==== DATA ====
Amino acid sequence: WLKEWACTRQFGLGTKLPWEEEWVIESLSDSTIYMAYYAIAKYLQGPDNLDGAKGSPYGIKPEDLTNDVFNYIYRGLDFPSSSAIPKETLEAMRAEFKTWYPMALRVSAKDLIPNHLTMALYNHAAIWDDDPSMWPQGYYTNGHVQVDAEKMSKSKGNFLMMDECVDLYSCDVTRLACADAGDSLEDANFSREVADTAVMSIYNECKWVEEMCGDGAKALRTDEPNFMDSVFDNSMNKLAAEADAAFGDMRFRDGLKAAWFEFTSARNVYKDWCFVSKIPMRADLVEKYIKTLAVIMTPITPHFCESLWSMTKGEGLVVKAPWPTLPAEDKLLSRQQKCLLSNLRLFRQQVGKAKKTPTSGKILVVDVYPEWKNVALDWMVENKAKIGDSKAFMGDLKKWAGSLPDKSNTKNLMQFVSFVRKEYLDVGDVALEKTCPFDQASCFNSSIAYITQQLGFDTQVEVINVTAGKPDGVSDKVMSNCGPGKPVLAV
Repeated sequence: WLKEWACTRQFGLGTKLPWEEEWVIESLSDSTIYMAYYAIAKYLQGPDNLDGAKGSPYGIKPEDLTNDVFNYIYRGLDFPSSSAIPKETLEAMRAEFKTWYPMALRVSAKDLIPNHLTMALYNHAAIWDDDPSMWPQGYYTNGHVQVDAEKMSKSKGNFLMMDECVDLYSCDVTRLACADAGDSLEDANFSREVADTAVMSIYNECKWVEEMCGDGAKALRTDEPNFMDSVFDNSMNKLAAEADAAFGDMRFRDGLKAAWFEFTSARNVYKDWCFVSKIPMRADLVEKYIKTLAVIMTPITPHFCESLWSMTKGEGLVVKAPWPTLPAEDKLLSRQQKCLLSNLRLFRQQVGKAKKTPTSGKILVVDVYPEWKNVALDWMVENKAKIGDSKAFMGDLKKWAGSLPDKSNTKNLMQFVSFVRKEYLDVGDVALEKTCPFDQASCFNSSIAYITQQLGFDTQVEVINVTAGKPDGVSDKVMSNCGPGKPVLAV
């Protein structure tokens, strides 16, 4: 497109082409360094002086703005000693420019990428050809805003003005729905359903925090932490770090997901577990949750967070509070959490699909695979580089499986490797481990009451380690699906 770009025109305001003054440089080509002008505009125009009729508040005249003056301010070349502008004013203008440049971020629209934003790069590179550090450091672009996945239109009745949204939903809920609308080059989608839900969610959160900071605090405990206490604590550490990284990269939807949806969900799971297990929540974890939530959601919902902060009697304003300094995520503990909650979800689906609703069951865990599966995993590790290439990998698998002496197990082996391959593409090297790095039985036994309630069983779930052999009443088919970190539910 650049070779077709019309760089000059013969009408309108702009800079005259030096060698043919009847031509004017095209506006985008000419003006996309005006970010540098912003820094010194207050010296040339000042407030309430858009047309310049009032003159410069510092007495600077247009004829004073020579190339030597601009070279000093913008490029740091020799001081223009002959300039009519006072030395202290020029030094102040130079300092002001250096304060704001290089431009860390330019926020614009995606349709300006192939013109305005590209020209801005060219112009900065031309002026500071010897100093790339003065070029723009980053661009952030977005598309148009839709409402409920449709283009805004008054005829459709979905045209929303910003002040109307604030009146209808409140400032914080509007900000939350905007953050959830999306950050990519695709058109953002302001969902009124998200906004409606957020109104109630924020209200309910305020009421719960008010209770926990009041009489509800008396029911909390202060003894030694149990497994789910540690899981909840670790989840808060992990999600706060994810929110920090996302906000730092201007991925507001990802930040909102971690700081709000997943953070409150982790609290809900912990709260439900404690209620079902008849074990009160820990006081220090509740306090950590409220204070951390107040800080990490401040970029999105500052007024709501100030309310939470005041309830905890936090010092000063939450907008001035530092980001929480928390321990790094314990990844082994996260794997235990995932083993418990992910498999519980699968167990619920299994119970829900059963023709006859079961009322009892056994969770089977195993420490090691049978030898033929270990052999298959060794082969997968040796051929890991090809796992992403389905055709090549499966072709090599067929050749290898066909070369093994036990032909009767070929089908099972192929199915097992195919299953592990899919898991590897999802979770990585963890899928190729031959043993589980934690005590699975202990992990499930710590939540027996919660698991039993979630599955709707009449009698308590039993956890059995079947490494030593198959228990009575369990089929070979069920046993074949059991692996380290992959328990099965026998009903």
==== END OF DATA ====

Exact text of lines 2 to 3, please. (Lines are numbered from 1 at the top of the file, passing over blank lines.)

Repeated sequence: WLKEWACTRQFGLGTKLPWEEEWVIESLSDSTIYMAYYAIAKYLQGPDNLDGAKGSPYGIKPEDLTNDVFNYIYRGLDFPSSSAIPKETLEAMRAEFKTWYPMALRVSAKDLIPNHLTMALYNHAAIWDDDPSMWPQGYYTNGHVQVDAEKMSKSKGNFLMMDECVDLYSCDVTRLACADAGDSLEDANFSREVADTAVMSIYNECKWVEEMCGDGAKALRTDEPNFMDSVFDNSMNKLAAEADAAFGDMRFRDGLKAAWFEFTSARNVYKDWCFVSKIPMRADLVEKYIKTLAVIMTPITPHFCESLWSMTKGEGLVVKAPWPTLPAEDKLLSRQQKCLLSNLRLFRQQVGKAKKTPTSGKILVVDVYPEWKNVALDWMVENKAKIGDSKAFMGDLKKWAGSLPDKSNTKNLMQFVSFVRKEYLDVGDVALEKTCPFDQASCFNSSIAYITQQLGFDTQVEVINVTAGKPDGVSDKVMSNCGPGKPVLAV
């Protein structure tokens, strides 16, 4: 497109082409360094002086703005000693420019990428050809805003003005729905359903925090932490770090997901577990949750967070509070959490699909695979580089499986490797481990009451380690699906 770009025109305001003054440089080509002008505009125009009729508040005249003056301010070349502008004013203008440049971020629209934003790069590179550090450091672009996945239109009745949204939903809920609308080059989608839900969610959160900071605090405990206490604590550490990284990269939807949806969900799971297990929540974890939530959601919902902060009697304003300094995520503990909650979800689906609703069951865990599966995993590790290439990998698998002496197990082996391959593409090297790095039985036994309630069983779930052999009443088919970190539910 650049070779077709019309760089000059013969009408309108702009800079005259030096060698043919009847031509004017095209506006985008000419003006996309005006970010540098912003820094010194207050010296040339000042407030309430858009047309310049009032003159410069510092007495600077247009004829004073020579190339030597601009070279000093913008490029740091020799001081223009002959300039009519006072030395202290020029030094102040130079300092002001250096304060704001290089431009860390330019926020614009995606349709300006192939013109305005590209020209801005060219112009900065031309002026500071010897100093790339003065070029723009980053661009952030977005598309148009839709409402409920449709283009805004008054005829459709979905045209929303910003002040109307604030009146209808409140400032914080509007900000939350905007953050959830999306950050990519695709058109953002302001969902009124998200906004409606957020109104109630924020209200309910305020009421719960008010209770926990009041009489509800008396029911909390202060003894030694149990497994789910540690899981909840670790989840808060992990999600706060994810929110920090996302906000730092201007991925507001990802930040909102971690700081709000997943953070409150982790609290809900912990709260439900404690209620079902008849074990009160820990006081220090509740306090950590409220204070951390107040800080990490401040970029999105500052007024709501100030309310939470005041309830905890936090010092000063939450907008001035530092980001929480928390321990790094314990990844082994996260794997235990995932083993418990992910498999519980699968167990619920299994119970829900059963023709006859079961009322009892056994969770089977195993420490090691049978030898033929270990052999298959060794082969997968040796051929890991090809796992992403389905055709090549499966072709090599067929050749290898066909070369093994036990032909009767070929089908099972192929199915097992195919299953592990899919898991590897999802979770990585963890899928190729031959043993589980934690005590699975202990992990499930710590939540027996919660698991039993979630599955709707009449009698308590039993956890059995079947490494030593198959228990009575369990089929070979069920046993074949059991692996380290992959328990099965026998009903």